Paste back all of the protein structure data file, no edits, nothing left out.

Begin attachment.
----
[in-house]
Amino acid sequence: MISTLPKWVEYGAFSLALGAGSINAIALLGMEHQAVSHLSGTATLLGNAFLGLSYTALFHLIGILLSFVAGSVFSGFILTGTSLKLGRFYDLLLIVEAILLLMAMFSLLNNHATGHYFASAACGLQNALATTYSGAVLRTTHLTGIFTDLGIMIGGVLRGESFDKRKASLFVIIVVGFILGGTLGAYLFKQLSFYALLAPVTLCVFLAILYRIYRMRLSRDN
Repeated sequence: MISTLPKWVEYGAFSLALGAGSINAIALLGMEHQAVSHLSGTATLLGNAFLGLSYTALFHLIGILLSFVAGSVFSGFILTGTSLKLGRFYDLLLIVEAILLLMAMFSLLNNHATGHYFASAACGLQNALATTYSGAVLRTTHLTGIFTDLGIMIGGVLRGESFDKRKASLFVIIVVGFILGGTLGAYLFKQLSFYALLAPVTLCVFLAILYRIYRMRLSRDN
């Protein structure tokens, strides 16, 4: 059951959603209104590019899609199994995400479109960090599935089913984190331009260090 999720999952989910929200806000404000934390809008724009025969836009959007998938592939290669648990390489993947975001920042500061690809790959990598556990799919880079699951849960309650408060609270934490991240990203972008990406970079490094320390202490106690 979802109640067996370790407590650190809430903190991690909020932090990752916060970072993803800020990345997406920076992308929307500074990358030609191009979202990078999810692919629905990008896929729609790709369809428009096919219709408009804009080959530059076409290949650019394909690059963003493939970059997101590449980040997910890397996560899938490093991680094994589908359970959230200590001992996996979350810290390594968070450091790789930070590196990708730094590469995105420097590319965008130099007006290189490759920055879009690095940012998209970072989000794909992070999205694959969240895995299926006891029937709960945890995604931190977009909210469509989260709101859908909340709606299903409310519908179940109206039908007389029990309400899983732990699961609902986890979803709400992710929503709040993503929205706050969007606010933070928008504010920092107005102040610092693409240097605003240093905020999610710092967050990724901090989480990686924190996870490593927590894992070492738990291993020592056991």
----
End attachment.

[in-house]
Amino acid sequence: MISTLPKWVEYGAFSLALGAGSINAIALLGMEHQAVSHLSGTATLLGNAFLGLSYTALFHLIGILLSFVAGSVFSGFILTGTSLKLGRFYDLLLIVEAILLLMAMFSLLNNHATGHYFASAACGLQNALATTYSGAVLRTTHLTGIFTDLGIMIGGVLRGESFDKRKASLFVIIVVGFILGGTLGAYLFKQLSFYALLAPVTLCVFLAILYRIYRMRLSRDN
Repeated sequence: MISTLPKWVEYGAFSLALGAGSINAIALLGMEHQAVSHLSGTATLLGNAFLGLSYTALFHLIGILLSFVAGSVFSGFILTGTSLKLGRFYDLLLIVEAILLLMAMFSLLNNHATGHYFASAACGLQNALATTYSGAVLRTTHLTGIFTDLGIMIGGVLRGESFDKRKASLFVIIVVGFILGGTLGAYLFKQLSFYALLAPVTLCVFLAILYRIYRMRLSRDN
């Protein structure tokens, strides 16, 4: 059951959603209104590019899609199994995400479109960090599935089913984190331009260090 999720999952989910929200806000404000934390809008724009025969836009959007998938592939290669648990390489993947975001920042500061690809790959990598556990799919880079699951849960309650408060609270934490991240990203972008990406970079490094320390202490106690 979802109640067996370790407590650190809430903190991690909020932090990752916060970072993803800020990345997406920076992308929307500074990358030609191009979202990078999810692919629905990008896929729609790709369809428009096919219709408009804009080959530059076409290949650019394909690059963003493939970059997101590449980040997910890397996560899938490093991680094994589908359970959230200590001992996996979350810290390594968070450091790789930070590196990708730094590469995105420097590319965008130099007006290189490759920055879009690095940012998209970072989000794909992070999205694959969240895995299926006891029937709960945890995604931190977009909210469509989260709101859908909340709606299903409310519908179940109206039908007389029990309400899983732990699961609902986890979803709400992710929503709040993503929205706050969007606010933070928008504010920092107005102040610092693409240097605003240093905020999610710092967050990724901090989480990686924190996870490593927590894992070492738990291993020592056991």